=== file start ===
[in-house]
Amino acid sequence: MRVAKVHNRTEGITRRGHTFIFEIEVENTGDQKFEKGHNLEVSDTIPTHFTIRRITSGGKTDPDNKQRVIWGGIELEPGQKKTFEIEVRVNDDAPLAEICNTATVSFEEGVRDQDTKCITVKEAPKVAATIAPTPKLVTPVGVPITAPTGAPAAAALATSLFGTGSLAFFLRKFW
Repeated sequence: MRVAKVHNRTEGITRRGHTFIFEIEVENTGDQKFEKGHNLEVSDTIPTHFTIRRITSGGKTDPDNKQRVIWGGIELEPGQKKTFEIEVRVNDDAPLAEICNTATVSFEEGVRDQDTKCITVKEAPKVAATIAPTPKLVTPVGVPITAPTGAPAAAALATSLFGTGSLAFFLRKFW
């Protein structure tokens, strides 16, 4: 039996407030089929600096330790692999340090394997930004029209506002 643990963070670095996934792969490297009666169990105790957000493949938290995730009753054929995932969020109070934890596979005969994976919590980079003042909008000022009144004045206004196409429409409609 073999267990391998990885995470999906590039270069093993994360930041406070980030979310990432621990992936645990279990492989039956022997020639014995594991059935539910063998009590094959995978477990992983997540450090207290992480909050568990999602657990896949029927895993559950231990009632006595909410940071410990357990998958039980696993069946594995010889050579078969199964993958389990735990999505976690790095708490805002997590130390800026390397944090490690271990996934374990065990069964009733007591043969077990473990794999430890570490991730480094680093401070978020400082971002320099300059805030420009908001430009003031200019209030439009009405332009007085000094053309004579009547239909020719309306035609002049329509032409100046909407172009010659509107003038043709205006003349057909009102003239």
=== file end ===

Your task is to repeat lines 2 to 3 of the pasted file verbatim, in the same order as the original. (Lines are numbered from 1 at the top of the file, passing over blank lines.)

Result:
Amino acid sequence: MRVAKVHNRTEGITRRGHTFIFEIEVENTGDQKFEKGHNLEVSDTIPTHFTIRRITSGGKTDPDNKQRVIWGGIELEPGQKKTFEIEVRVNDDAPLAEICNTATVSFEEGVRDQDTKCITVKEAPKVAATIAPTPKLVTPVGVPITAPTGAPAAAALATSLFGTGSLAFFLRKFW
Repeated sequence: MRVAKVHNRTEGITRRGHTFIFEIEVENTGDQKFEKGHNLEVSDTIPTHFTIRRITSGGKTDPDNKQRVIWGGIELEPGQKKTFEIEVRVNDDAPLAEICNTATVSFEEGVRDQDTKCITVKEAPKVAATIAPTPKLVTPVGVPITAPTGAPAAAALATSLFGTGSLAFFLRKFW